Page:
The legal basis for a claim like Di Modica’s falls under the Visual Artists Rights Act (“VARA”) of 1990, which, among other things, allows artists like Di Modica “to prevent any intentional distortion, mutilation, or other modification of that work which would be prejudicial to [the artist’s] reputation.” Works protected under this statute include works created after the statute’s enactment as well as works created before it that an artist still owns the copyrights to. Although Di Modica’s sculpture was created and installed in 1989, before VARA’s enactment, if Di Modica still owns the copyright or has not waived his rights, he could invoke VARA as a legal basis for his claim of copyright infringement.

Even if Di Modica does satisfy one of the requirements mentioned above, Di Modica is unlikely to prevail on the substance of his claim. In a press conference held on April 12, 2017, Di Modica’s attorney mentioned that the “Fearless Girl” was “incomplete without Mr. Di Modica’s Charging Bull, and as such it constitutes a derivative work.” Di Modica’s attorney also mentioned that the “Fearless Girl” statue was fearless because she stood in front of Di Modica’s “Charging Bull.” Thus, in Di Modica’s view, the “Fearless Girl” modifies his work.

Modification typically involves altering the work itself, such as partially covering a work of art. To date, federal courts have not considered whether a modification includes alterations external to a protected work’s surroundings, such as the installment of another statue in the same area. Since the “Fearless Girl” alters the message of the “Charging Bull,” but not the physical sculpture of the “Charging Bull,” it is unlikely that Di Modica could prevail on his claim.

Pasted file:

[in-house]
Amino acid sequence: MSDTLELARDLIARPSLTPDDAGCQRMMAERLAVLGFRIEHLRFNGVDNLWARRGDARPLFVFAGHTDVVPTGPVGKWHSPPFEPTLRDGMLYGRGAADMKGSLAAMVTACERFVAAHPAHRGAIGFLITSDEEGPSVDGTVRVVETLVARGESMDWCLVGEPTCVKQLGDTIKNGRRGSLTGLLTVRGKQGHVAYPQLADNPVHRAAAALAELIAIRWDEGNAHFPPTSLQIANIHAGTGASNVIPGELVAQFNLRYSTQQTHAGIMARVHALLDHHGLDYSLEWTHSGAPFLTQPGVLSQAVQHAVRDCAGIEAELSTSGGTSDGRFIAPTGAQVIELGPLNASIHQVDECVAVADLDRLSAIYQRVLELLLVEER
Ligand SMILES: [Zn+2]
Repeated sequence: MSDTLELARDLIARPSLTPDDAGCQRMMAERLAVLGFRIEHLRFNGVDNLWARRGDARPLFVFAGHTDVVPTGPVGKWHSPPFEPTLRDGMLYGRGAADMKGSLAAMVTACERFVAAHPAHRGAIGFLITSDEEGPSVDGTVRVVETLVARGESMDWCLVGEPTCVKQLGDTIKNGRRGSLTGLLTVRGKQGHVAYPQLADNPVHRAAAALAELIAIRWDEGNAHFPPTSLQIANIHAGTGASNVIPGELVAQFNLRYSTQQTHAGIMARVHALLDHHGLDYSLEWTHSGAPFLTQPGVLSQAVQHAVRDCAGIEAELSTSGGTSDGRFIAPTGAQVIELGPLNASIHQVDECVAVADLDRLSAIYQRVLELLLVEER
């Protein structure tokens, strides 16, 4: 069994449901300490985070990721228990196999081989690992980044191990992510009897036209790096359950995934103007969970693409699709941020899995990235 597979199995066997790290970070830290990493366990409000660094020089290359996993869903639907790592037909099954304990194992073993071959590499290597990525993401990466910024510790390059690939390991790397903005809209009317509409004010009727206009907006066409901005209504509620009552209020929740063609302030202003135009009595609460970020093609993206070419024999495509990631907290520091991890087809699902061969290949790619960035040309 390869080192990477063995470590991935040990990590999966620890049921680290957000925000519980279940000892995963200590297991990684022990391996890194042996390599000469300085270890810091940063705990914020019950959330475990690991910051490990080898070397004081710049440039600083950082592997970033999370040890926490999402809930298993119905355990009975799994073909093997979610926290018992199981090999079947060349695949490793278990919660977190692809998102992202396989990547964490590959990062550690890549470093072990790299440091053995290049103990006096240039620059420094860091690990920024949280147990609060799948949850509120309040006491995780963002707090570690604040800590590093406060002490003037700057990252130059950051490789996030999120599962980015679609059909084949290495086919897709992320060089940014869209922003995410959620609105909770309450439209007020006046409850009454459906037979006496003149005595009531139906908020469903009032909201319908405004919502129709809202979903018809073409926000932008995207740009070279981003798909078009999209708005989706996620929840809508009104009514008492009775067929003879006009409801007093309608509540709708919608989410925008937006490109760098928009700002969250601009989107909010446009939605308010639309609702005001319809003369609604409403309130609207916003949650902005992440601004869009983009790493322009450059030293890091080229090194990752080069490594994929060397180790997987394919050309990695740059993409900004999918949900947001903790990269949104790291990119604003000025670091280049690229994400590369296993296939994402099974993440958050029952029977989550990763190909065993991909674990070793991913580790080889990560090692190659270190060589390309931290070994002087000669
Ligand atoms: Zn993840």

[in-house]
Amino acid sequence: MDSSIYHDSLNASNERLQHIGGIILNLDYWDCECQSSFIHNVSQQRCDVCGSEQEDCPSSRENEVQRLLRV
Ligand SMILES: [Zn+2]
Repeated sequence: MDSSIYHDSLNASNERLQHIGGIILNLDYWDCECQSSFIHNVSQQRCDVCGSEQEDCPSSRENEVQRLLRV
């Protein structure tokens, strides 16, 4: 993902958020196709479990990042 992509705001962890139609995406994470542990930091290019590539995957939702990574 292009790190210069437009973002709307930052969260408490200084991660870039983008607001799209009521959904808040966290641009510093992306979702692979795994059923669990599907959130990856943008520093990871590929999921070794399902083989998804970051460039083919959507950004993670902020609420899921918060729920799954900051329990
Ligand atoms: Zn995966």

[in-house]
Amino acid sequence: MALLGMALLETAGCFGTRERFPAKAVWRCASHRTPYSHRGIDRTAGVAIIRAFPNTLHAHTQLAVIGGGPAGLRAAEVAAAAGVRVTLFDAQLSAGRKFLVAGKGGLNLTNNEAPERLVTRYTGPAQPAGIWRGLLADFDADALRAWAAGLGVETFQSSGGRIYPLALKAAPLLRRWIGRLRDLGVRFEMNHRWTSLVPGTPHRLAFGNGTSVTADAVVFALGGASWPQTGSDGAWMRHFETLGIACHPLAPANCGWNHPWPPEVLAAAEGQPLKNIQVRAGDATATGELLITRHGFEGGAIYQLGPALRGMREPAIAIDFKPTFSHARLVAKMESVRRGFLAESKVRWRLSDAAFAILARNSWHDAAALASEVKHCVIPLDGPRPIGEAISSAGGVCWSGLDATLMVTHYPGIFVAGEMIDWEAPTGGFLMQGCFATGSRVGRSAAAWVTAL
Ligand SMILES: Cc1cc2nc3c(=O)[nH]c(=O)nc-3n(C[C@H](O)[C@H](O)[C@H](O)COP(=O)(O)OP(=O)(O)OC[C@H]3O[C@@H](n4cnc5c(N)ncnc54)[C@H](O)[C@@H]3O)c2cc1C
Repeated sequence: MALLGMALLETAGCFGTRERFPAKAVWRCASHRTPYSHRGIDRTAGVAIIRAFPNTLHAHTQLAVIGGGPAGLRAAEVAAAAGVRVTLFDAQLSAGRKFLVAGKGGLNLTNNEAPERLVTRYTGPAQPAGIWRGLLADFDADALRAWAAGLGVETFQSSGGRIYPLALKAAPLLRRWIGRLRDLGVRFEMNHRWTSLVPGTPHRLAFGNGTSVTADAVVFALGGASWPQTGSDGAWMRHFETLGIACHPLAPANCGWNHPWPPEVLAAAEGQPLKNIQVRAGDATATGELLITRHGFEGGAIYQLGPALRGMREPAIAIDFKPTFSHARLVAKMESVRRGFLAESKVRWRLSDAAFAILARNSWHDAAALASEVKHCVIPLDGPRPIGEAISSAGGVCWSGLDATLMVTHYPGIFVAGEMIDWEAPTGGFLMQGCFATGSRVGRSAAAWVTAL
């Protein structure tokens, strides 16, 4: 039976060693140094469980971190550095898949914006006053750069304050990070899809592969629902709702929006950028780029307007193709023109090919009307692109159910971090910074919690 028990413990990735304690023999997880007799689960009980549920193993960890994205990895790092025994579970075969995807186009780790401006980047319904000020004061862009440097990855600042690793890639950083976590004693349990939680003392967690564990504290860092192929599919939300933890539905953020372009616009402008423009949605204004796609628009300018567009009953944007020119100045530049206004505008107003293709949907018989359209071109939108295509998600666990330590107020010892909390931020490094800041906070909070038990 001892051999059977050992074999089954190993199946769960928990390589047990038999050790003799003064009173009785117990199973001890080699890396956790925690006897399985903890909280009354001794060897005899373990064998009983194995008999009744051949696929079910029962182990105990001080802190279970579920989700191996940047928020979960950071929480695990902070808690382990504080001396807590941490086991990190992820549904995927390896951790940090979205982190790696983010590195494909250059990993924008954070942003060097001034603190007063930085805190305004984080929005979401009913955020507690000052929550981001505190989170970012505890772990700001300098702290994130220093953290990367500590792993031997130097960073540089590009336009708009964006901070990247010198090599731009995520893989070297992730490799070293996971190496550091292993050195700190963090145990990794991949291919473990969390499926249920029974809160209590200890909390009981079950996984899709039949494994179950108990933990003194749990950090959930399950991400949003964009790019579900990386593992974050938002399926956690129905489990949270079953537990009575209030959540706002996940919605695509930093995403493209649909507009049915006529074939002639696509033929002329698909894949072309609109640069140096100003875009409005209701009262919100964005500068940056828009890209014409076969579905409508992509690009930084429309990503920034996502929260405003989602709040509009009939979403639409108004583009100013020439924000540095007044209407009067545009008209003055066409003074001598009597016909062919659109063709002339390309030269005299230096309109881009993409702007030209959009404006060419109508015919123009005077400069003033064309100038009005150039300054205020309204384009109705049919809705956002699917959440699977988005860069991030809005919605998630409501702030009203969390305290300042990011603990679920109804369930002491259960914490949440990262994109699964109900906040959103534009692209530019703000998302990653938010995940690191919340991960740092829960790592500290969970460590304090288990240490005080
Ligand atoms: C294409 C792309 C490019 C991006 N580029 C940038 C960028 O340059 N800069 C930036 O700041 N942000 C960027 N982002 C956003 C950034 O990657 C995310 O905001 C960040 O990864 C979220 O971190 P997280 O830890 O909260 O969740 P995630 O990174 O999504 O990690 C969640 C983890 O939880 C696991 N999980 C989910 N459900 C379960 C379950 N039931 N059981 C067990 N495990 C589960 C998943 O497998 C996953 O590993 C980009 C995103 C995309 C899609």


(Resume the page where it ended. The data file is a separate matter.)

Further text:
Additionally, Di Modica’s claim raises an issue concerning site-specific art. Under VARA, site-specific art claims assert that the removal of a work of art from a particular place violates an artist’s rights. “In a work of ‘site-specific art,’ one of the component physical objects is the location of the art. To remove a work of site-specific art from its original site is to destroy it.”

Applying this to Di Modica’s situation, it is unlikely that Di Modica could prevail on his claim simply because his “Charging Bull” is being modified by another object in its vicinity, rather than being removed from its physical location. Since the “Charging Bull” is not being removed, the “Charging Bull” is not necessarily destroyed by the addition of the “Fearless Girl.” Additionally, if the Second Circuit adopts a similar view of indifference to that of the First Circuit in Phillips, then the site-specific argument may prove futile.

Ultimately, Di Modica’s attorneys have not filed suit, but they have requested information regarding the permits of the “Fearless Girl,” in addition to asking New York City Mayor Bill de Blasio to move the statue elsewhere. Di Modica and his attorneys are hoping to resolve this amicably, but they have not removed litigation from the table.